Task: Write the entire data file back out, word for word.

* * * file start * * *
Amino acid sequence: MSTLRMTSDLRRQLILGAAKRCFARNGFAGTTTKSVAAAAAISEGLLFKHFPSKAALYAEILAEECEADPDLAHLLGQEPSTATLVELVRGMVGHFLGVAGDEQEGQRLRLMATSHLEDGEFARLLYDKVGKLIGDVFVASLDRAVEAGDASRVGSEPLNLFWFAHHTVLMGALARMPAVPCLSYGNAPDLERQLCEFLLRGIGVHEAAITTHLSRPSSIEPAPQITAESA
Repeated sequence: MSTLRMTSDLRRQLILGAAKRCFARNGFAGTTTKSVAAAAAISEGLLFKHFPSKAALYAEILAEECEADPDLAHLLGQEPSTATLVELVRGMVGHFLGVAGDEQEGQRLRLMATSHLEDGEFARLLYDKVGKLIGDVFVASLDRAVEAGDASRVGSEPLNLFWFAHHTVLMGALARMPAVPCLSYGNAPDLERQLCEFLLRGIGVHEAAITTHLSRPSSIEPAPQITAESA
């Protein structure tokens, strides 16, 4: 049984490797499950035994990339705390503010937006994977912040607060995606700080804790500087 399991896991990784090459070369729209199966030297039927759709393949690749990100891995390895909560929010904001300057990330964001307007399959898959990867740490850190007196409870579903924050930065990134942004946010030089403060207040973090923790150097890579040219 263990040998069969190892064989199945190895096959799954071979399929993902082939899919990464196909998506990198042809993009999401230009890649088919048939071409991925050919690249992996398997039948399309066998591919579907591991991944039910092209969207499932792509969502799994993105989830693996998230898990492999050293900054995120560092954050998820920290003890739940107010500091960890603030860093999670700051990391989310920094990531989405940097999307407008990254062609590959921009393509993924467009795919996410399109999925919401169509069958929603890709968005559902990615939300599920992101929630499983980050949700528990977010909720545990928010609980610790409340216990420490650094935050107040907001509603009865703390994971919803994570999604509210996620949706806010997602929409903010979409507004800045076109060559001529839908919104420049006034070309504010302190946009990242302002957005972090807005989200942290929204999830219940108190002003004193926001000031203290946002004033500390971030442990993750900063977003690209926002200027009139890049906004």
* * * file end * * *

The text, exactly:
Amino acid sequence: MSTLRMTSDLRRQLILGAAKRCFARNGFAGTTTKSVAAAAAISEGLLFKHFPSKAALYAEILAEECEADPDLAHLLGQEPSTATLVELVRGMVGHFLGVAGDEQEGQRLRLMATSHLEDGEFARLLYDKVGKLIGDVFVASLDRAVEAGDASRVGSEPLNLFWFAHHTVLMGALARMPAVPCLSYGNAPDLERQLCEFLLRGIGVHEAAITTHLSRPSSIEPAPQITAESA
Repeated sequence: MSTLRMTSDLRRQLILGAAKRCFARNGFAGTTTKSVAAAAAISEGLLFKHFPSKAALYAEILAEECEADPDLAHLLGQEPSTATLVELVRGMVGHFLGVAGDEQEGQRLRLMATSHLEDGEFARLLYDKVGKLIGDVFVASLDRAVEAGDASRVGSEPLNLFWFAHHTVLMGALARMPAVPCLSYGNAPDLERQLCEFLLRGIGVHEAAITTHLSRPSSIEPAPQITAESA
């Protein structure tokens, strides 16, 4: 049984490797499950035994990339705390503010937006994977912040607060995606700080804790500087 399991896991990784090459070369729209199966030297039927759709393949690749990100891995390895909560929010904001300057990330964001307007399959898959990867740490850190007196409870579903924050930065990134942004946010030089403060207040973090923790150097890579040219 263990040998069969190892064989199945190895096959799954071979399929993902082939899919990464196909998506990198042809993009999401230009890649088919048939071409991925050919690249992996398997039948399309066998591919579907591991991944039910092209969207499932792509969502799994993105989830693996998230898990492999050293900054995120560092954050998820920290003890739940107010500091960890603030860093999670700051990391989310920094990531989405940097999307407008990254062609590959921009393509993924467009795919996410399109999925919401169509069958929603890709968005559902990615939300599920992101929630499983980050949700528990977010909720545990928010609980610790409340216990420490650094935050107040907001509603009865703390994971919803994570999604509210996620949706806010997602929409903010979409507004800045076109060559001529839908919104420049006034070309504010302190946009990242302002957005972090807005989200942290929204999830219940108190002003004193926001000031203290946002004033500390971030442990993750900063977003690209926002200027009139890049906004």